In 2004, the Gophers football team completed 13 passes that gained at least 40 yards. In three seasons under Jerry Kill, the Gophers have converted the same number of 40-yard pass plays.

So, a team that had a first-year quarterback in Bryan Cupito put up an identical number of explosive pass plays in 11 games that Kill’s crew has produced in 38 games.

Guess what has been a major point of emphasis as the team prepares for the 2014 season.

“We’ve thrown the ball a lot in camp,” Kill said.

That remains a missing piece in Kill’s rebuilding job. His blueprint is predicated on a blue-collar foundation with a physical running game and defense.

Kill emphasizes defense in particular and his staff has recruited better athletes on that side. In fact, the secondary is the team’s best position group, which is a Halley’s comet development for Gophers fans. They don’t see that very often.

Now the Gophers need to find some life in their passing game. They ranked 115th nationally in passing last year, largely because they lacked explosive plays.

The Gophers produced only four passes that netted 40-plus yards. Only seven teams in Division I had fewer.

A strong running game is a nice backbone to their offense, but the Gophers must add some sizzle to become less predictable and make things easier on themselves.

“There’s nothing shameful about working an 80-hour week,” offensive coordinator Matt Limegrover said, “but occasionally you’d like to hit the instant lotto.”

Limegrover loves that analogy, and he’s spot on. Offenses crave those 13-play drives that consume the clock and wear down defenses. But it’s also difficult to repeat that over and over.

Mistakes happen that kill drives. Defenses make stops. It’s unrealistic to expect an offense to keep grinding away flawlessly. Teams need an occasional home run to remove some pressure.

The Gophers aren’t hitting many home runs in the passing game.

“I think everybody appreciates the workmanlike attitude that we bring, our desire to run the ball and eat up clock,” Limegrover said. “It’s a nice feeling every once in a while to get a quick hitter or a one- or two-play drive.”

Their shortcomings have been twofold: shaky quarterback play and a lack of speed and legitimate Big Ten-caliber playmakers on the outside.

The Gophers are optimistic they have improved on both fronts. For starters, they have one quarterback now, Mitch Leidner. No more rotation or platoon system or uncertainty.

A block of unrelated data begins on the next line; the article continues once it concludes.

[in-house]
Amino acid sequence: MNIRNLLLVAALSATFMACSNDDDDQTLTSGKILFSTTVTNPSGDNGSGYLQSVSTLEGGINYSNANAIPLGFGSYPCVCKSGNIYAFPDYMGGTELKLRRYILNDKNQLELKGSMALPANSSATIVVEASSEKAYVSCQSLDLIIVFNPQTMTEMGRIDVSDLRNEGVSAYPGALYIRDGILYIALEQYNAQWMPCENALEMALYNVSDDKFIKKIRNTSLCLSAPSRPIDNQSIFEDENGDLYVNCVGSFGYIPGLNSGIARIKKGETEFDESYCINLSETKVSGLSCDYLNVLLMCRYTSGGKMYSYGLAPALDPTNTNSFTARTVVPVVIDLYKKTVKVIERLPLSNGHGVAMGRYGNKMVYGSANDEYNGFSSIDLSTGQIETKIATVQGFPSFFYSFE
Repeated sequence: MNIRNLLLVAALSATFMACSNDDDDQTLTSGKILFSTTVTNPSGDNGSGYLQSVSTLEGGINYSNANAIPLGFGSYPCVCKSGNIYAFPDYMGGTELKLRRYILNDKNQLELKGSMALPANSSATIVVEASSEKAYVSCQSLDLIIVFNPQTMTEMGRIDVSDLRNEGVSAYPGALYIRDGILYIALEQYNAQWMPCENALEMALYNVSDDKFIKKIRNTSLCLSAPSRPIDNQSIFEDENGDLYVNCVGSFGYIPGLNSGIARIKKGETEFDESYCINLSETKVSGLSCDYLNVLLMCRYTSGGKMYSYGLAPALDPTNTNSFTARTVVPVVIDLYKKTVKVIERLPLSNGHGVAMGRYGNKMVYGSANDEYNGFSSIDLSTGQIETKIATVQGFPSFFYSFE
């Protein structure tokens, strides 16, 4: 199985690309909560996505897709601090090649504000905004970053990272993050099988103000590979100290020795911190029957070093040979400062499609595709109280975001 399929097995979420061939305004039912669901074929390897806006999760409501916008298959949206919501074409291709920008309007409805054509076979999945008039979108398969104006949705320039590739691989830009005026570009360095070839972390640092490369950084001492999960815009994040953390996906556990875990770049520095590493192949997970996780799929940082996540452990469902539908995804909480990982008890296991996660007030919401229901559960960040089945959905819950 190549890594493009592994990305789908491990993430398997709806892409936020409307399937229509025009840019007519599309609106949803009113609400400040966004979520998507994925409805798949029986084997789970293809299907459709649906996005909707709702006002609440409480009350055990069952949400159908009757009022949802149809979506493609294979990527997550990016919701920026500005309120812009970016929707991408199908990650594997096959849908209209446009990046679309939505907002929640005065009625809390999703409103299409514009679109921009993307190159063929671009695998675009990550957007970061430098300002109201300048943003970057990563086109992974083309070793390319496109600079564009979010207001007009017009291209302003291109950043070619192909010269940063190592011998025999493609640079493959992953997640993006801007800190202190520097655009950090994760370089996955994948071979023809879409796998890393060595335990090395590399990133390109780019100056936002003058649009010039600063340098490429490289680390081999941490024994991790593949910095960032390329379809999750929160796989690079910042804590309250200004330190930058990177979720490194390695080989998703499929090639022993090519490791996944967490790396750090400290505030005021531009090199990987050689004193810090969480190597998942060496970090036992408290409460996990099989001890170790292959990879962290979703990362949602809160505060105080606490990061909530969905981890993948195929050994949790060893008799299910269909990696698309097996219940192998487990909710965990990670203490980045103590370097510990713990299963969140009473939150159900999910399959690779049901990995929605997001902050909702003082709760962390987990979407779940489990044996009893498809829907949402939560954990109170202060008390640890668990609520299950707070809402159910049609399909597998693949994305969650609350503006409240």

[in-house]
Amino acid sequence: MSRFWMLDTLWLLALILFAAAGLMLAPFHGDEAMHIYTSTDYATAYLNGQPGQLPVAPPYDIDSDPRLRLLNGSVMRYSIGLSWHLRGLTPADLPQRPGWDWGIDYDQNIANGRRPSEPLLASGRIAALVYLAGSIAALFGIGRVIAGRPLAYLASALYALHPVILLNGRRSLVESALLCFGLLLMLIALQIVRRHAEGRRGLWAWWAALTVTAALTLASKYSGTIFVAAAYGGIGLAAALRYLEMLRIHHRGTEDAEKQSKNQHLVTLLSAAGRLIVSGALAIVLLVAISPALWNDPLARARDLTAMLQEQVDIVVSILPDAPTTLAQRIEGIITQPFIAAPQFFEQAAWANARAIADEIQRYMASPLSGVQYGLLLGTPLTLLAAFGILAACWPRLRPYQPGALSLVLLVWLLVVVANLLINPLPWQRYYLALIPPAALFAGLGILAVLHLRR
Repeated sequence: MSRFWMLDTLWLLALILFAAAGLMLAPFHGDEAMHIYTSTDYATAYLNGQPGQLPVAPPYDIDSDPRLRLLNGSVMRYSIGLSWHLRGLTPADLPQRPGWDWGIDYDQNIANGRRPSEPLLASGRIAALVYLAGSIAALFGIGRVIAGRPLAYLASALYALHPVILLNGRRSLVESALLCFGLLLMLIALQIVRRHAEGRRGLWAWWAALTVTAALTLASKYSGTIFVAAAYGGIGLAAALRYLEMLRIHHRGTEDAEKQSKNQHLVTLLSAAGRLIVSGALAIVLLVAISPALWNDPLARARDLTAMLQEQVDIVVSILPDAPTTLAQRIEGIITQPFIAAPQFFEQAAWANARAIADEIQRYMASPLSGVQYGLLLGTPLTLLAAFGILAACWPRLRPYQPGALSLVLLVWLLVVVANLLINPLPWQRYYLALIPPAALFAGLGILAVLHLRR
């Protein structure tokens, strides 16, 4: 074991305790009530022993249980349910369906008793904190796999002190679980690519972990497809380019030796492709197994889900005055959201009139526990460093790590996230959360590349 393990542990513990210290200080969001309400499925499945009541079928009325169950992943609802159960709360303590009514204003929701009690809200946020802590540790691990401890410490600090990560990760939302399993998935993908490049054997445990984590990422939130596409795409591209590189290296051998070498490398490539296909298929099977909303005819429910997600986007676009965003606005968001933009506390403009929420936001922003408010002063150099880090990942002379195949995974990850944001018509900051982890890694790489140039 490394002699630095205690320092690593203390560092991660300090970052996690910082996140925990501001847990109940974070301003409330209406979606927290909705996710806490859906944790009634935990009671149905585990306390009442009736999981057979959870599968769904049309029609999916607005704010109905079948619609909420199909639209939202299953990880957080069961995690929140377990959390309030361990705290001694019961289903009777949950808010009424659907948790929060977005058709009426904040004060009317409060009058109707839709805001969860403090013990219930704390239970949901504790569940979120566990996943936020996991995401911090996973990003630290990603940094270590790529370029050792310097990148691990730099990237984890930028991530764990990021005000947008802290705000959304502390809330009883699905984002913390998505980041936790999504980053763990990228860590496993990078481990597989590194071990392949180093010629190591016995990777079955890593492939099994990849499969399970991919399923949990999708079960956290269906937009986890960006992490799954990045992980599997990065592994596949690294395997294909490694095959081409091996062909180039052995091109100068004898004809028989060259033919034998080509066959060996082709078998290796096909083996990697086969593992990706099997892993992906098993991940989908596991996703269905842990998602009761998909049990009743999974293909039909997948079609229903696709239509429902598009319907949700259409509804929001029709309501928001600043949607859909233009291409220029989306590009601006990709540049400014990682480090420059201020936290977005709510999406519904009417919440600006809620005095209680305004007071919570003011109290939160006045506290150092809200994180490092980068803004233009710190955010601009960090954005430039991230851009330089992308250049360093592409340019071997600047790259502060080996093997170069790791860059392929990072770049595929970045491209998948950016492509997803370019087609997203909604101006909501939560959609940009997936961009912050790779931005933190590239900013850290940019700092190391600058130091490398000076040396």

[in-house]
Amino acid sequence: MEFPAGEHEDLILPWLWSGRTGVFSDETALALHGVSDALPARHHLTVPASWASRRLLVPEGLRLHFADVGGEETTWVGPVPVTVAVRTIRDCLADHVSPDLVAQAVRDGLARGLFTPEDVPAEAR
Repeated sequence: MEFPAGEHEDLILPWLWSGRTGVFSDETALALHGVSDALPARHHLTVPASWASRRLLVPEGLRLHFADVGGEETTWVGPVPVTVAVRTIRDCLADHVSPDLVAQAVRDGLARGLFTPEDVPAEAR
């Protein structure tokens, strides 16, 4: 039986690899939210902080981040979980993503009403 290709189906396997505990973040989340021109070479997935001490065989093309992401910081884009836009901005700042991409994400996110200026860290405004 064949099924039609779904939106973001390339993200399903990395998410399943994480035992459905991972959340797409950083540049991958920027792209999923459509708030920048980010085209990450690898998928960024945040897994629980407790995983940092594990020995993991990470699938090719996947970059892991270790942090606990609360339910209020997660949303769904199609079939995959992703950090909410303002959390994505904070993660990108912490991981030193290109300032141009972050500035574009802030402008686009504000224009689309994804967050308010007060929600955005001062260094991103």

Can Leidner handle the job and play at a high level? That remains a huge unknown, but at least the Gophers have continuity at that position now. They’re also counting on improvement around him.

KJ Maye is healthy again after dealing with a sports hernia last year. Donovahn Jones has more experience at receiver after switching from quarterback. Drew Wolitarsky caught a 55-yard touchdown pass in the bowl game. Tight end Maxx Williams is a future NFL player. Speedy freshman Berkley Edwards looks promising.

“I think we have a few guys that have that one-play, quick-strike ability if you can get the ball in their hands in the right situation,” Limegrover said.

Their offense remains predicated on the run with David Cobb, who emerged as a featured back last season with 1,202 yards rushing. But they need to take advantage of their reputation as a running team by keeping defenses honest with play-action passes down the field.

Their schedule includes five teams that finished in the top 30 in rushing defense last season, including two in the top 10: Wisconsin and Ohio State. The Gophers can’t be so predictable against those teams. They need a viable counterpunch.

“There’s something really beautiful about a 12-play drive,” Limegrover said. “But at the same time, to say, ‘OK, every single time we get the ball, that’s going to be how it goes down,’ that’s hard to maintain. It’s amazing how a quick strike can energize the whole team.”

Conversely, the inability to generate those home run plays can deflate a team, especially if the running game slams into a brick wall. Limegrover said the offense has experimented with different formations and personnel packages to maximize their opportunities in the pass game.

The Gophers have more speed with their skill players. They believe in Leidner. Now they need to put those things together in order to take the next step as a program.

“I think there’s no question that we’re better right now at throwing the football,” Kill said. “But you’ve got to do it in a game.”